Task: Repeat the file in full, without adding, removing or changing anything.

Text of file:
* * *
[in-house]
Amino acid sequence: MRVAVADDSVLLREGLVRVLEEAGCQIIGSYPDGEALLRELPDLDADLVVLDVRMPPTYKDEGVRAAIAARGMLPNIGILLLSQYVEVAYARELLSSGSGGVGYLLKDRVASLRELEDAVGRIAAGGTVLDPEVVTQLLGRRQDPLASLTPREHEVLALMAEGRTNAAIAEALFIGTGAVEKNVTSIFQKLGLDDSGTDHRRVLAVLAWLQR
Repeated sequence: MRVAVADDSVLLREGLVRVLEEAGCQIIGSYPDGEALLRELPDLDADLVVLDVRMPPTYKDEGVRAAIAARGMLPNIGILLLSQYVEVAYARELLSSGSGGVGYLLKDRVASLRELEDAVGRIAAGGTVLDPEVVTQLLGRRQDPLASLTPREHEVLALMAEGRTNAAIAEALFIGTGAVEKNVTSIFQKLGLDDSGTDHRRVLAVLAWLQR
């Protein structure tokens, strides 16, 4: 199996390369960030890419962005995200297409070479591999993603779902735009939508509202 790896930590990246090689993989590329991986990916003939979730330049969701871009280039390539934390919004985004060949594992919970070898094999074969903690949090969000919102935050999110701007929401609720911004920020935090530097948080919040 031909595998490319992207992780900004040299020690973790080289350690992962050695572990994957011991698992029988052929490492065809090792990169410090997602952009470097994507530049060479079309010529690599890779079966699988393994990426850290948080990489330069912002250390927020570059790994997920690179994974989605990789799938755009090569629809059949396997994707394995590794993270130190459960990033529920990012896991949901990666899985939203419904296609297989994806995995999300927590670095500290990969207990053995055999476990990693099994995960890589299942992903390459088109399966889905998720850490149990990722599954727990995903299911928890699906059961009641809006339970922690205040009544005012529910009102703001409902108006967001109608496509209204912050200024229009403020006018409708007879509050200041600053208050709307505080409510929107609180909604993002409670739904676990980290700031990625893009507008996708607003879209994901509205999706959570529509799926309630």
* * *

[in-house]
Amino acid sequence: MRVAVADDSVLLREGLVRVLEEAGCQIIGSYPDGEALLRELPDLDADLVVLDVRMPPTYKDEGVRAAIAARGMLPNIGILLLSQYVEVAYARELLSSGSGGVGYLLKDRVASLRELEDAVGRIAAGGTVLDPEVVTQLLGRRQDPLASLTPREHEVLALMAEGRTNAAIAEALFIGTGAVEKNVTSIFQKLGLDDSGTDHRRVLAVLAWLQR
Repeated sequence: MRVAVADDSVLLREGLVRVLEEAGCQIIGSYPDGEALLRELPDLDADLVVLDVRMPPTYKDEGVRAAIAARGMLPNIGILLLSQYVEVAYARELLSSGSGGVGYLLKDRVASLRELEDAVGRIAAGGTVLDPEVVTQLLGRRQDPLASLTPREHEVLALMAEGRTNAAIAEALFIGTGAVEKNVTSIFQKLGLDDSGTDHRRVLAVLAWLQR
């Protein structure tokens, strides 16, 4: 199996390369960030890419962005995200297409070479591999993603779902735009939508509202 790896930590990246090689993989590329991986990916003939979730330049969701871009280039390539934390919004985004060949594992919970070898094999074969903690949090969000919102935050999110701007929401609720911004920020935090530097948080919040 031909595998490319992207992780900004040299020690973790080289350690992962050695572990994957011991698992029988052929490492065809090792990169410090997602952009470097994507530049060479079309010529690599890779079966699988393994990426850290948080990489330069912002250390927020570059790994997920690179994974989605990789799938755009090569629809059949396997994707394995590794993270130190459960990033529920990012896991949901990666899985939203419904296609297989994806995995999300927590670095500290990969207990053995055999476990990693099994995960890589299942992903390459088109399966889905998720850490149990990722599954727990995903299911928890699906059961009641809006339970922690205040009544005012529910009102703001409902108006967001109608496509209204912050200024229009403020006018409708007879509050200041600053208050709307505080409510929107609180909604993002409670739904676990980290700031990625893009507008996708607003879209994901509205999706959570529509799926309630």